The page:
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U.S. Bombards Area of Southwest Baghdad

U.S. Bombards Area of Southwest Baghdad

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BAGHDAD, Iraq (AP) -- U.S. jets and gunships backed an artillery bombardment aimed at insurgents in southwest Baghdad on Wednesday, as troops raided homes and arrested a Sunni sheik said to be close to the most wanted man. A string of separate bombings killed six civilians and three American soldiers.

The soldiers were killed by a roadside bomb at about 9 a.m. as they traveled in a convoy near Samarra, a town north of Baghdad where insurgents have often launched attacks.

Meanwhile, a car bomb exploded in front of the Kurdish Interior Ministry in the nothern Iraq city of Irbil, near Kirkuk, at about 11 a.m., killing at least four people, according to one witness.

Irbil houses the Kurdish parliament. Under U.S.-led aerial protection, Iraqi Kurds, ethnically distinct from the majority Arabs, have ruled an autonomous Switzerland-sized stretch of northern Iraq since the end of the Gulf War more than a decade ago.

Kircout Ali, a civilian who was at the scene of the blast in Irbil, said the bomb exploded at barricades in front of the Interior Ministry. At least four passengers in a car beside the booby-trapped car were killed, Ali said. The U.S. military confirmed an explosion in Irbil, but released no further details.

Also Wednesday, a minibus detonated a roadside bomb in a Baghdad traffic tunnel, killing two people and two others were injured, hospital officials said. The bomb exploded in the Shurta tunnel around noon, when roads fill as residents go home for lunch.

Earlier Wednesday, Baghdad residents said explosions from the overnight U.S. bombardment were heard until about 2 a.m.

Maj. John Frisbie of the 1st Armored Division told The Associated Press that the barrage was aimed at several targets, he said Air Force fighters and gunships were used in the attack.

He would not elaborate on the targets but said 2nd Brigade made no arrests. Wednesday's barrage could have been a show of force as the military steps up security against threats of attacks over the Christmas holiday by Baghdad's 14 identified guerrilla cells.

Frisbie indicated the military was still acting on information gleaned from the Dec. 13 capture of Saddam Hussein, and residents were also giving information.

"We continue to gain intelligence from the neighborhoods here and the residents of Baghdad who are seemingly frustrated at these continued (rebel) attacks," Frisbie said.

In Washington, Gen. Richard Myers, chairman of the Joint Chiefs of Staff, said Tuesday that information resulting from Saddam's capture led to arrests of 50 former regime leaders the day before. There was a similar surge of information after Saddam's sons, Odai and Qusai, were killed in July, he told reporters at the Pentagon on Tuesday.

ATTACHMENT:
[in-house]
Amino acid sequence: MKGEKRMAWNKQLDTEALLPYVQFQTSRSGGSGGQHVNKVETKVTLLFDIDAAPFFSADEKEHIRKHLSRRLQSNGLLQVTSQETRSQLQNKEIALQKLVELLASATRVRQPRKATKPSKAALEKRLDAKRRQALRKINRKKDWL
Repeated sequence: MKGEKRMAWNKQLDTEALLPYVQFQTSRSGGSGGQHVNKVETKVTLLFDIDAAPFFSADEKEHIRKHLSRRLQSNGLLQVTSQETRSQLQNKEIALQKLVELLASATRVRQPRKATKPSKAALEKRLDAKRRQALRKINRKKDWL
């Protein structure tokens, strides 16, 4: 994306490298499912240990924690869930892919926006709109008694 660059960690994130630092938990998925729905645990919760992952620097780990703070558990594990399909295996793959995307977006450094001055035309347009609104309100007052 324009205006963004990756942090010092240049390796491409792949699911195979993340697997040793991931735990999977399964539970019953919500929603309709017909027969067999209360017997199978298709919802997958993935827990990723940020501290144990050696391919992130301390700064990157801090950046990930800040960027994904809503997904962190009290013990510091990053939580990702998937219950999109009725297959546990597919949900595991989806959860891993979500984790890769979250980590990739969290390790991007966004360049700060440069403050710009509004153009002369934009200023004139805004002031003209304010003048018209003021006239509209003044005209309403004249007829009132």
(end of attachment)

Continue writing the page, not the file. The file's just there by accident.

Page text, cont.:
"The same phenomenon that happened after his sons were killed is happening again, which is a good sign and it probably tells you the role that fear plays in people's minds," Myers said.

On of the latest targets was Ghazi Hanash, leader of al-Ta'ee tribe based around the northern city of Mosul. He is said to be close to former Vice President Izzat Ibrahim al-Douri, who U.S. commanders say could be organizing the anti-American resistance.

Al-Douri -- No. 6 on the U.S. list of the 55 most-wanted Iraqis -- is the most senior official of 13 who have escaped custody.

Hanash was arrested Tuesday at his apartment in Baghdad along with a son and two aides, a cousin, Ghassan Hamadi, said from the Sheik's residence in Mosul.

Before dawn Tuesday, Hamadi said, U.S. troops raided the Mosul house but found only frightened women, who called for help from a cousin living nearby. As the cousin, Mohammed Ajeel, approached the house, he was shot and killed by the Americans, Hamadi said.

It was not immediately possible to get military comment on his report, but U.S. troops have reported the deaths of at least three Iraqis in such attacks in the past week.

U.S. soldiers have arrested dozens of suspected rebels in the past 10 days, including several believed to be recruiting ex-soldiers to attack the U.S. military, their allies and Iraqis working with the U.S.-led occupation.

A huge funeral procession wound its way through Baghdad Wednesday morning, for three Sunni Muslims who mourners said were shot and killed the previous night on their way to a mosque in the densely populated old district of Washash.

Relatives accused a Shiite militia of the assassinations. Sunnis, a minority in Iraq, dominated the country under Saddam Hussein. But with the collapse of Saddam's regime, the Shiites, who comprise 60 percent of the population of 25 million, are emerging as the dominant political force.

(Copyright 2003 by The Associated Press. All Rights Reserved.)

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